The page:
PITTSBURGH — Ben Roethlisberger is still a member of the Pittsburgh Steelers. Yet despite optimistic overtones from both the team and its longtime franchise quarterback, Roethlisberger’s return for an 18th season hardly looks like a given.
While stressing Roethlisberger “did a lot of really good things” in 2020, general manager Kevin Colbert on Wednesday stopped short of wholeheartedly endorsing the idea of Roethlisberger being in the fold in 2021.
“We have to do what’s best for the organization, do what’s best for Ben,” Colbert said. “But there’s a lot of work that needs to be done, not only with Ben but with the whole unrestricted free agent situation.”
The Steelers have 19 players heading to free agency, including wide receiver JuJu Smith-Schuster and outside linebacker Bud Dupree. That doesn’t include perennial Pro Bowl center Maurkice Pouncey or tight end Vance McDonald, close friends of Roethlisberger who have retired in recent weeks.
Roethlisberger currently holds a $41.25 million salary-cap hit in 2021, the highest of any player in the league. Both sides have taken turns in recent weeks talking about the need to lower that number considerably, particularly with the Steelers facing the difficult prospect of navigating a salary cap that might be $15 million to $20 million less than in 2020 thanks to a significant decline in gate revenue due to the COVID-19 pandemic.
Compliance will require restructuring some of the more cap-unfriendly contracts and potentially cutting a couple of high-priced veterans, which puts Colbert in a tight spot.
How does he improve a roster he admits wasn’t good enough to move beyond the first round of the playoffs in 2020 without having money to keep his top-end free agents, let alone land a few?
“We’re making guestimates on what we can do to put the best team together, for our sake,” Colbert said. “For Ben’s sake, what team can he anticipate being around him if we decide we can move forward together?”
That won’t be known for a while, which makes for some tricky math. Roethlisberger is due a $15 million roster bonus in mid-March, well before the draft and just three days into the league new year. Any agreement likely would have to be reached before that date, when the roster makeup for 2021 will still be in flux.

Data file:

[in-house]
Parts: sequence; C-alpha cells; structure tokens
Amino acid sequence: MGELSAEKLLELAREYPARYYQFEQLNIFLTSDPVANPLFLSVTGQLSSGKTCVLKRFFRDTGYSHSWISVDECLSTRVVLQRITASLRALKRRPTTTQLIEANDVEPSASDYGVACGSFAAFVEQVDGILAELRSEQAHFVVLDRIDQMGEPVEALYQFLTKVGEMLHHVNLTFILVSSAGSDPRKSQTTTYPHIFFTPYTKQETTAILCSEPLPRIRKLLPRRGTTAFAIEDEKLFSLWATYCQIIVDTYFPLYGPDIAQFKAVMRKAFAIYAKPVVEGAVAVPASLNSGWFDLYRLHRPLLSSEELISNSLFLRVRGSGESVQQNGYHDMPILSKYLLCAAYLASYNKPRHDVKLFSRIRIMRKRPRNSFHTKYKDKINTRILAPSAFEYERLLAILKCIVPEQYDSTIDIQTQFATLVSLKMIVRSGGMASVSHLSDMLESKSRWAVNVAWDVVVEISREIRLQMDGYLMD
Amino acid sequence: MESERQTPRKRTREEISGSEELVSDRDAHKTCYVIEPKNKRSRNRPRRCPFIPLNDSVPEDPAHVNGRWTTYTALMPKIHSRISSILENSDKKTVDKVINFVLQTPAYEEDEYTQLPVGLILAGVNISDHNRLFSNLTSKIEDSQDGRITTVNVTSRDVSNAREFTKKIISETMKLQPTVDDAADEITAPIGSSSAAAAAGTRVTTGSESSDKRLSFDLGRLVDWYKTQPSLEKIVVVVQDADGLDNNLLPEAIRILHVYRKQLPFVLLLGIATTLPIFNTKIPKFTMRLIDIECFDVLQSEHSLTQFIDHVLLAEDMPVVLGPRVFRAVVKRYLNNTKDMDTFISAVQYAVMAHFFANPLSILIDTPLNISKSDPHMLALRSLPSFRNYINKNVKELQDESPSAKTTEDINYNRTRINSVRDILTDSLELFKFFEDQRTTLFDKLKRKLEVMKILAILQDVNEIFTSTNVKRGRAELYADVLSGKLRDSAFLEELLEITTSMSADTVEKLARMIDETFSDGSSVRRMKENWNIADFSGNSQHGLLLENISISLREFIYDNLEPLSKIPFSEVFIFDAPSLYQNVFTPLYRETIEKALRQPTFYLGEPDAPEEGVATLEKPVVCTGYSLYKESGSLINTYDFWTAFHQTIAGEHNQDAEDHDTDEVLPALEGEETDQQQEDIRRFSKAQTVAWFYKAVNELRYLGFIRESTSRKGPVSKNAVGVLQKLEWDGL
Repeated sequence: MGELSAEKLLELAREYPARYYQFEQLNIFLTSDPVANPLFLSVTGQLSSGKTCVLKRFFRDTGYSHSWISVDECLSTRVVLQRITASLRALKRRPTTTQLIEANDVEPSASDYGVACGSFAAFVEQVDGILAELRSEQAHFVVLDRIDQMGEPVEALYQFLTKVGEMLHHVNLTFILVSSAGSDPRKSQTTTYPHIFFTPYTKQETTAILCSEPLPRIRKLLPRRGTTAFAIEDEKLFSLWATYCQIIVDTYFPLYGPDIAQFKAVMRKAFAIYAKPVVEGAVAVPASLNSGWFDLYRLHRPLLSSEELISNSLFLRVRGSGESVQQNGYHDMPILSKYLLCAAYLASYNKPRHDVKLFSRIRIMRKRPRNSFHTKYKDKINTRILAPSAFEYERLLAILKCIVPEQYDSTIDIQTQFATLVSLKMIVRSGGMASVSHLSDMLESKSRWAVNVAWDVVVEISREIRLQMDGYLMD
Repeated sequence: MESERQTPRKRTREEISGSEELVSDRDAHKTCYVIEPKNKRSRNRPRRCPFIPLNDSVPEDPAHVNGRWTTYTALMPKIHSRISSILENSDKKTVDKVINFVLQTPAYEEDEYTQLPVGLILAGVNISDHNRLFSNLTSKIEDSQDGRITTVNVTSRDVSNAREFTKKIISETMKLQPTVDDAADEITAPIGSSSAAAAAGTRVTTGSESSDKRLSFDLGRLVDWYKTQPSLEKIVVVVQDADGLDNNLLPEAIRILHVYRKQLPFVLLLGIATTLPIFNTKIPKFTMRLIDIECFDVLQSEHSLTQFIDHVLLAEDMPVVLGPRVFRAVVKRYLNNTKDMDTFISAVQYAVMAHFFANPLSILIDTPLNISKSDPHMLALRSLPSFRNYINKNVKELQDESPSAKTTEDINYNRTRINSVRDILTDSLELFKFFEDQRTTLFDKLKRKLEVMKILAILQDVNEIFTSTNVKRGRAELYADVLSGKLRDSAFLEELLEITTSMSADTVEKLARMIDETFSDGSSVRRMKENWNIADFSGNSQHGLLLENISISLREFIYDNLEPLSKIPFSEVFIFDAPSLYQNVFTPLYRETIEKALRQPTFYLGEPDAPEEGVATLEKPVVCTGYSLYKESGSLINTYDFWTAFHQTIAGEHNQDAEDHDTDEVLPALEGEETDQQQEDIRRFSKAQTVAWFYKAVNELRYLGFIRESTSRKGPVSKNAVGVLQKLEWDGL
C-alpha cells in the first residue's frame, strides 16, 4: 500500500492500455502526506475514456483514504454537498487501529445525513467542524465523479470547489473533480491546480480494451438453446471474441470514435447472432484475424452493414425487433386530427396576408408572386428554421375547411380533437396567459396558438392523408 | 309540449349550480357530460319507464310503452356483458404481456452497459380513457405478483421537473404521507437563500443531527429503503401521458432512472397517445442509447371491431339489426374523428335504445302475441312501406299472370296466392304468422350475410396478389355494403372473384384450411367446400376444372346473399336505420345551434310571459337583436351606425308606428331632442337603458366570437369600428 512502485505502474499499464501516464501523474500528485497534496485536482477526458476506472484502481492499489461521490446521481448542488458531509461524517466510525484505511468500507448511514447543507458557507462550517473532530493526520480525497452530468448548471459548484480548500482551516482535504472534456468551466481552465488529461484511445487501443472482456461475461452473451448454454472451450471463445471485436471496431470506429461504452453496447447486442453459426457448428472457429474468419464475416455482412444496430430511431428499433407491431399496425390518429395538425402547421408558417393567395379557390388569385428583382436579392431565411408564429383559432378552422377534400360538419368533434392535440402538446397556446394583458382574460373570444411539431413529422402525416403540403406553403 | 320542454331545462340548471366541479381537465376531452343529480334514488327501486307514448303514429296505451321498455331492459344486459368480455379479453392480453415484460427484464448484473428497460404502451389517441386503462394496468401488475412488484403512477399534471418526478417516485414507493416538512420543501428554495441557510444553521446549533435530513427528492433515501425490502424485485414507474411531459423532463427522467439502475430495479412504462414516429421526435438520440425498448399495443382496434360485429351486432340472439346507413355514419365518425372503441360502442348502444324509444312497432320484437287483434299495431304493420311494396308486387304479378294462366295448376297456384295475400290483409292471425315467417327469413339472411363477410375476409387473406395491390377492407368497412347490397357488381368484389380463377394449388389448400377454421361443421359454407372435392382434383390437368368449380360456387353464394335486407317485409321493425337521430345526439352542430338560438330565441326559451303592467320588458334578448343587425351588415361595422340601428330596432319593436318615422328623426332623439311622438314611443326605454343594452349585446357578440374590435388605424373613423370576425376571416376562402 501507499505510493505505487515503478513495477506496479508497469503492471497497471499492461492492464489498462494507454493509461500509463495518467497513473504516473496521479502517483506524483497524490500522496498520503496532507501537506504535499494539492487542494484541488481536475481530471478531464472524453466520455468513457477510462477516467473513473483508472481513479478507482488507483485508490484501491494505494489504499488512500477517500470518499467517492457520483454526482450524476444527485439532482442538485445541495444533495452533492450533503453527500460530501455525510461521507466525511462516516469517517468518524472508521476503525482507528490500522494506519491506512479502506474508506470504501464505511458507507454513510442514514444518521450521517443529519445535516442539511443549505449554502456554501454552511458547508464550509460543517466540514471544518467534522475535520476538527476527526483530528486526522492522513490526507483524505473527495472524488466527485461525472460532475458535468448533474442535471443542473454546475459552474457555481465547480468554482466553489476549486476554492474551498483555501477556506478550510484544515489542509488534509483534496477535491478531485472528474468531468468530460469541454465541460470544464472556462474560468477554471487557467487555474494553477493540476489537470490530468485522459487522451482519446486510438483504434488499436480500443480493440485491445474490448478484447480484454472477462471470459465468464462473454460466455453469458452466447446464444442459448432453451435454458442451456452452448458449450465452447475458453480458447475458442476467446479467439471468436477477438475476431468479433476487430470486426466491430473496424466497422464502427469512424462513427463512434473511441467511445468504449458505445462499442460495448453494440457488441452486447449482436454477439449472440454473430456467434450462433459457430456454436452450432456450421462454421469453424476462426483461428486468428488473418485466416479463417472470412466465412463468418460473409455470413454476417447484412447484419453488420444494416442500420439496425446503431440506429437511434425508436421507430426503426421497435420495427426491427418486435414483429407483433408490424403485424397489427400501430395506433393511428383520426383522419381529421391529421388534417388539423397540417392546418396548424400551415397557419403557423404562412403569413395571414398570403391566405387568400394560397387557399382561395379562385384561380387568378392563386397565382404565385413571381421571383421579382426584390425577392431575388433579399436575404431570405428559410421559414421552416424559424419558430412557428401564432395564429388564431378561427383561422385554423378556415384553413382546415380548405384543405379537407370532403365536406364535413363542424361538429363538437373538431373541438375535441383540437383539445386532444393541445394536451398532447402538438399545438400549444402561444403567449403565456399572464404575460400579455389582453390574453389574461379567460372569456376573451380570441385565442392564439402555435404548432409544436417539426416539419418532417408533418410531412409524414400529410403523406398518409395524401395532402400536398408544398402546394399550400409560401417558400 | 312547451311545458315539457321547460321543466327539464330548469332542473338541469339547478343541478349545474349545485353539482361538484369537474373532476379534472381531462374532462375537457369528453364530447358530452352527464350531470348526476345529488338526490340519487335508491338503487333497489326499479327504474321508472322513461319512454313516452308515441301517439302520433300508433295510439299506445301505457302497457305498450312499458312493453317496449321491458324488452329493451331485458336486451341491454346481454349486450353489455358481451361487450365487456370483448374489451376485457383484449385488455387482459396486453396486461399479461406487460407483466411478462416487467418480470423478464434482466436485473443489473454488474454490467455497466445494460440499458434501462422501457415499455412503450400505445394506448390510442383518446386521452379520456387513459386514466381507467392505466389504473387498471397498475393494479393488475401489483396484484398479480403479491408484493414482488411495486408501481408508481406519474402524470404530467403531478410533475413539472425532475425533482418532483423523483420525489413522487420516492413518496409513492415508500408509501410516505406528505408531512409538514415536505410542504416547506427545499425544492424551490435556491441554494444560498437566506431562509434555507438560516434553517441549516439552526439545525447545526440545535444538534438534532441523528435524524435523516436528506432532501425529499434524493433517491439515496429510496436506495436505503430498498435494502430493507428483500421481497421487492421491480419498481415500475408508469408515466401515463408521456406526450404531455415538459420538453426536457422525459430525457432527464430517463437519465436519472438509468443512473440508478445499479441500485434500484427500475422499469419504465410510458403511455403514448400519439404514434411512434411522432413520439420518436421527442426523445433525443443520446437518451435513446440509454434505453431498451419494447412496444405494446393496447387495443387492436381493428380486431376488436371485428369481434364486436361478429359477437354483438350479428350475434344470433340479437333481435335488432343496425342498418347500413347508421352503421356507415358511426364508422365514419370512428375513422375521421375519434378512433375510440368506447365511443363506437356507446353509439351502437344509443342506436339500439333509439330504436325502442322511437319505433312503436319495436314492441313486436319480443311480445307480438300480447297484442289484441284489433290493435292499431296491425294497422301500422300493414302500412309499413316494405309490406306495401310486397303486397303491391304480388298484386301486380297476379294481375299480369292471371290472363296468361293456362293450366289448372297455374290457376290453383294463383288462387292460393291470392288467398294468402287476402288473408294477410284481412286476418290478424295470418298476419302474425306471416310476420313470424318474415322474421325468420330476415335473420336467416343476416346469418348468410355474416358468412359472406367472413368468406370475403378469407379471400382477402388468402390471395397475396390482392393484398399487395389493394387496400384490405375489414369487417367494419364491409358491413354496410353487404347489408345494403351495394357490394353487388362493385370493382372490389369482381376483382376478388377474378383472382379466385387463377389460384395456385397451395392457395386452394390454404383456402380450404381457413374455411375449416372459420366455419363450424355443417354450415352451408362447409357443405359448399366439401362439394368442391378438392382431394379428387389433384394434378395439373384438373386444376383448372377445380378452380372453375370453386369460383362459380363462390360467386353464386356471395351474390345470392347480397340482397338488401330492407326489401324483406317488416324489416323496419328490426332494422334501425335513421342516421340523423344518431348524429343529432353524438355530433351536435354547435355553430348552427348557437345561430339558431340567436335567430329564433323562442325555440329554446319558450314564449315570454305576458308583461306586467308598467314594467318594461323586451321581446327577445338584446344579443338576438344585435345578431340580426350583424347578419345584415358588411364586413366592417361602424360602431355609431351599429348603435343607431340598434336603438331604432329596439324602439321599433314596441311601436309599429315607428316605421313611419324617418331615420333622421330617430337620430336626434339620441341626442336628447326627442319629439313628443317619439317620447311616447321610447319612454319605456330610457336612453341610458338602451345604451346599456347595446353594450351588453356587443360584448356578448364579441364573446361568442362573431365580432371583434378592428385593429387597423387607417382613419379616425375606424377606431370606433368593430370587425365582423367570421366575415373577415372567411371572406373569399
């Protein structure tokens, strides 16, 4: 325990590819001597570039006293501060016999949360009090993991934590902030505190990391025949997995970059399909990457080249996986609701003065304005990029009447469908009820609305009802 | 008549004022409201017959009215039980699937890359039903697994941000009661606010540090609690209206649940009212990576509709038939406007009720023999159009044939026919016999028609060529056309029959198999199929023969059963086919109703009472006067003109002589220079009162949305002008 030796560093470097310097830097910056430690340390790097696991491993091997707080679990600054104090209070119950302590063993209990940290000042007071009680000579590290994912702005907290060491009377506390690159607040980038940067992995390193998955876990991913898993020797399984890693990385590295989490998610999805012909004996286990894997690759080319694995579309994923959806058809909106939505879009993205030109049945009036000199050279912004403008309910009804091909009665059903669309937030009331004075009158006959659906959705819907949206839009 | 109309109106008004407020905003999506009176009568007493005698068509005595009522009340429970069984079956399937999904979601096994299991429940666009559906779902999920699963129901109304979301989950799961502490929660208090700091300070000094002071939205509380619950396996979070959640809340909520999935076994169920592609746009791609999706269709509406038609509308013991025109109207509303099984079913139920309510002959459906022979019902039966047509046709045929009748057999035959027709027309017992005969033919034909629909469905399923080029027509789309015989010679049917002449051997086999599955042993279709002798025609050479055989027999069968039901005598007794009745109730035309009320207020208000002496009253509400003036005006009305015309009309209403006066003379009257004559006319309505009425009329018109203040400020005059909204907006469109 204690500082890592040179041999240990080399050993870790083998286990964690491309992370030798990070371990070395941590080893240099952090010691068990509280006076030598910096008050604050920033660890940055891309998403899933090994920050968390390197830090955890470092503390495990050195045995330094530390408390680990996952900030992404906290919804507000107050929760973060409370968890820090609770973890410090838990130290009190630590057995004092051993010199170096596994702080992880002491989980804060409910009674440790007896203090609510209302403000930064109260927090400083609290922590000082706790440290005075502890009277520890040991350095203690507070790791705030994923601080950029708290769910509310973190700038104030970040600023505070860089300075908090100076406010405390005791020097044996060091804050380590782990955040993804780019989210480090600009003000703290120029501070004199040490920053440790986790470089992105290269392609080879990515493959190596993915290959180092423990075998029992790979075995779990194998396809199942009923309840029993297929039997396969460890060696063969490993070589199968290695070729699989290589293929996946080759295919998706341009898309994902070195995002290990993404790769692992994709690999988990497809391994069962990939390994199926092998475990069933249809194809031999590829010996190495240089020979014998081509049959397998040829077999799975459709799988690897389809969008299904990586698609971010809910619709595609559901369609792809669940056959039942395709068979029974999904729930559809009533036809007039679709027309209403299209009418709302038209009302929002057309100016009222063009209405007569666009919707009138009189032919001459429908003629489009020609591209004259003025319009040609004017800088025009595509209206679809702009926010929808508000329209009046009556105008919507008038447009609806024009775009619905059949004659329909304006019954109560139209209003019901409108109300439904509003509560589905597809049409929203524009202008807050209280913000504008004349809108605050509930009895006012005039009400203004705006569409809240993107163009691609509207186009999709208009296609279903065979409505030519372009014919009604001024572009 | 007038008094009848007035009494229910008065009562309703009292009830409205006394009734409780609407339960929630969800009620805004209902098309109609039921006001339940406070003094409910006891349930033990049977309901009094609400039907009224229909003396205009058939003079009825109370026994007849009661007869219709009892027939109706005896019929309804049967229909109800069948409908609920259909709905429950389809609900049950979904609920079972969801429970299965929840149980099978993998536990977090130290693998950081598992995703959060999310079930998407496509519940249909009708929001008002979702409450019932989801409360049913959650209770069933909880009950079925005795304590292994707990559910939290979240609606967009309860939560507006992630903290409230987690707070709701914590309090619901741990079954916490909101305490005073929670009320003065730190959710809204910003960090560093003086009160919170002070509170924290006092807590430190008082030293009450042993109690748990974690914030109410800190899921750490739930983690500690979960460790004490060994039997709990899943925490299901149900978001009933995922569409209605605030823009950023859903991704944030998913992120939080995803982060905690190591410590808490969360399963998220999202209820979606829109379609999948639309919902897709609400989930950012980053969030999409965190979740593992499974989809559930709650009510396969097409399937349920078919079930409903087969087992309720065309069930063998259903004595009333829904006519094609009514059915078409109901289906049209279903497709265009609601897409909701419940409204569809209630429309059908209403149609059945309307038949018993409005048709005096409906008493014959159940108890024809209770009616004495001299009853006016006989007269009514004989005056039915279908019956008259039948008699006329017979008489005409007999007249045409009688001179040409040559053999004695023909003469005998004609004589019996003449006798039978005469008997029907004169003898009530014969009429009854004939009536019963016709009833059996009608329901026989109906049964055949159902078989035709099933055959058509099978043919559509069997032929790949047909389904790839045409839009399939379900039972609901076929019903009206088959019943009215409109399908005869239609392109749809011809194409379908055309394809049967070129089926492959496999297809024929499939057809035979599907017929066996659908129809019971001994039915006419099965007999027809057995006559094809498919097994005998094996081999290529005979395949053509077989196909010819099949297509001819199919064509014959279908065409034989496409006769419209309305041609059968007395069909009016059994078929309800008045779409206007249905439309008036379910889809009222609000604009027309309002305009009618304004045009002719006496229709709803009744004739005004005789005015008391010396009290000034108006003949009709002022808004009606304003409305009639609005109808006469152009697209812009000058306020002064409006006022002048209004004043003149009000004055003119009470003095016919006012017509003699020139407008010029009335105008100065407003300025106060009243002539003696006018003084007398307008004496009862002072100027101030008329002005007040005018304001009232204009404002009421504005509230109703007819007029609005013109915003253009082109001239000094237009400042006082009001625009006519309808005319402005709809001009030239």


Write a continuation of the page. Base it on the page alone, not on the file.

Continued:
Colbert praised Roethlisberger’s performance, particularly during the team’s 11-0 start. He faltered a bit down the stretch, though Colbert placed the blame on the entire offense, particularly a running game that finished last in the league in both yards rushing and yards per carry. Fixing it is a priority regardless of who is behind center.
“We need to be able to finish and having a strong running game helps teams finish (late in the) year,” Colbert said.
He made it a point to praise Roethlisberger’s return following right elbow surgery that cost him most of 2019.
“In the beginning of the year, we talked about watching what he was doing, because he was doing some incredible feats as we were building that 11-0 record,” Colbert said. “A lot of that is performing at crucial times.”
It fell apart against the Browns. The Steelers turned it over four times in the first half while falling behind by 28 points and never recovered. That left a bitter taste in Colbert’s mouth. While Pittsburgh has reached the playoffs six times since losing to Green Bay in the Super Bowl a decade ago, the Steelers are just 3-6 in the postseason over that span.
“Any season that ends without a Super Bowl is not good enough,” Colbert said. “Whatever job I did putting together a 53-man roster in those given years was not good enough.”
Colbert is not getting worked up about his own contract, which runs through the end of May. The 64-year-old has hinted at retirement at some point but demurred when asked about his long-term status.
“Fortunately (ownership is) willing to work with me on a year-to-year basis,” he said. “Quite frankly that’s all I deserve because we have to prove ourselves each and every year.”
Colbert expressed confidence in backup quarterback Mason Rudolph, the short-term (and possibly long-term) solution if Roethlisberger retires or plays elsewhere, though he stopped short of promising to sign Rudolph to a contract extension. Rudolph’s rookie deal expires at the end of next season. Rudolph is 5-4 as a starter and played well in the 2020 regular-season finale against Cleveland while Roethlisberger sat out to rest.
“I think Mason wants to prove who he is,” Colbert said. “I know he’d like to play more.”
It could be in the preseason — which was wiped out last summer due to the pandemic — or the regular season. Or both. For a franchise among the most stable in the NFL, if not in all of pro sports, things are fluid in ways they haven’t been for quite some time.
That fluidity would seem unlikely to include free agent J.J. Watt, whose younger brothers Derek and T.J. both play for the Steelers. Colbert declined to mention the three-time Defensive Player of the Year by name when specifically asked about the team’s interest in bringing him on. He was more expansive about potentially keeping Dupree. The outside linebacker played on the franchise tag this season and collected eight sacks before tearing the ACL in his right knee on Dec. 2.
“We’d love to keep a Bud Dupree,” Colbert said. “Not just because Bud is a special player but with Bud and T.J. together, they’re a special group.”